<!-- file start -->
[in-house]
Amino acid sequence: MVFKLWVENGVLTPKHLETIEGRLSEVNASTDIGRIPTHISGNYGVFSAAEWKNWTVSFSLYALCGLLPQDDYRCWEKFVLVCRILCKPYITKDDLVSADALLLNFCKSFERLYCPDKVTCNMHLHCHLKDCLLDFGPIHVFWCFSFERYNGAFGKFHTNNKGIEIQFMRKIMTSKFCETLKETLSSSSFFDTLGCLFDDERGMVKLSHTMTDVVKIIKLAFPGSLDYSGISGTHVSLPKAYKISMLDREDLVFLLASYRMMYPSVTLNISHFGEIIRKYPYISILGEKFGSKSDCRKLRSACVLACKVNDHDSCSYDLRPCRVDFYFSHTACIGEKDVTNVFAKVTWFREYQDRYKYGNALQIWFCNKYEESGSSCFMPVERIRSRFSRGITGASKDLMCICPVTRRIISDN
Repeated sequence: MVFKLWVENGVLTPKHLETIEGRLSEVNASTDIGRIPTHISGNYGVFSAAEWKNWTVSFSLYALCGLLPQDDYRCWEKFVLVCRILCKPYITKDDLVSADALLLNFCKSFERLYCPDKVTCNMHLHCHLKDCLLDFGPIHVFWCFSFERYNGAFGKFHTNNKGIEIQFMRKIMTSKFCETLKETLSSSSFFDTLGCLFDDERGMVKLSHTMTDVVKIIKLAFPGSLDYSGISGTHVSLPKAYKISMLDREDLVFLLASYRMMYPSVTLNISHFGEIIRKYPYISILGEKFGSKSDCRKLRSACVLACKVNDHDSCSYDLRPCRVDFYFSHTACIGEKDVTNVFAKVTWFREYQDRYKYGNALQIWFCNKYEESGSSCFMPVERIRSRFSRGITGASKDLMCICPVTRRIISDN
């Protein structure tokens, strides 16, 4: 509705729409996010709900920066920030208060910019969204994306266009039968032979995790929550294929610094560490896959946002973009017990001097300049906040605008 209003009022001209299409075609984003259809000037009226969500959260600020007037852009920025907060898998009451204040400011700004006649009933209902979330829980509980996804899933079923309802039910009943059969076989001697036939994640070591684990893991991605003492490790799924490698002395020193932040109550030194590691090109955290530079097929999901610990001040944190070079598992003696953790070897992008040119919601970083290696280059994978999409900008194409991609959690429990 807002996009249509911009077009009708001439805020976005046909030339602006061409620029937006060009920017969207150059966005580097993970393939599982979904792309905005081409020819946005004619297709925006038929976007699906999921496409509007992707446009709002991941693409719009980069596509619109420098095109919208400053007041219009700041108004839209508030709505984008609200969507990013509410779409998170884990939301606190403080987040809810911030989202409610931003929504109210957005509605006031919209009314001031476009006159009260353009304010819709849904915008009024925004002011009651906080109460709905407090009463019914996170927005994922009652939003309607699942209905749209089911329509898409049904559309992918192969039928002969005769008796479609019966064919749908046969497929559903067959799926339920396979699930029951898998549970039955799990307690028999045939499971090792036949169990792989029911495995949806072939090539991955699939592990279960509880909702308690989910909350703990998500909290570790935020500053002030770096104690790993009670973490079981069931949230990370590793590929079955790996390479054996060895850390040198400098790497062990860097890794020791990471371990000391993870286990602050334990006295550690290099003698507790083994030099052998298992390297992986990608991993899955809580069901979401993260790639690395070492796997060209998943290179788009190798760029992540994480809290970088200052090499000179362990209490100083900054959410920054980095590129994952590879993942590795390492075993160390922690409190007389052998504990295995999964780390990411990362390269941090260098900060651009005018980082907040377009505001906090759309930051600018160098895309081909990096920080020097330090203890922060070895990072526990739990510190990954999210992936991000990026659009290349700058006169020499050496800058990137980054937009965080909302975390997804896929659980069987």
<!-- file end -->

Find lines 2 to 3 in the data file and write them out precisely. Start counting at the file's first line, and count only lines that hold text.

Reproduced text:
Amino acid sequence: MVFKLWVENGVLTPKHLETIEGRLSEVNASTDIGRIPTHISGNYGVFSAAEWKNWTVSFSLYALCGLLPQDDYRCWEKFVLVCRILCKPYITKDDLVSADALLLNFCKSFERLYCPDKVTCNMHLHCHLKDCLLDFGPIHVFWCFSFERYNGAFGKFHTNNKGIEIQFMRKIMTSKFCETLKETLSSSSFFDTLGCLFDDERGMVKLSHTMTDVVKIIKLAFPGSLDYSGISGTHVSLPKAYKISMLDREDLVFLLASYRMMYPSVTLNISHFGEIIRKYPYISILGEKFGSKSDCRKLRSACVLACKVNDHDSCSYDLRPCRVDFYFSHTACIGEKDVTNVFAKVTWFREYQDRYKYGNALQIWFCNKYEESGSSCFMPVERIRSRFSRGITGASKDLMCICPVTRRIISDN
Repeated sequence: MVFKLWVENGVLTPKHLETIEGRLSEVNASTDIGRIPTHISGNYGVFSAAEWKNWTVSFSLYALCGLLPQDDYRCWEKFVLVCRILCKPYITKDDLVSADALLLNFCKSFERLYCPDKVTCNMHLHCHLKDCLLDFGPIHVFWCFSFERYNGAFGKFHTNNKGIEIQFMRKIMTSKFCETLKETLSSSSFFDTLGCLFDDERGMVKLSHTMTDVVKIIKLAFPGSLDYSGISGTHVSLPKAYKISMLDREDLVFLLASYRMMYPSVTLNISHFGEIIRKYPYISILGEKFGSKSDCRKLRSACVLACKVNDHDSCSYDLRPCRVDFYFSHTACIGEKDVTNVFAKVTWFREYQDRYKYGNALQIWFCNKYEESGSSCFMPVERIRSRFSRGITGASKDLMCICPVTRRIISDN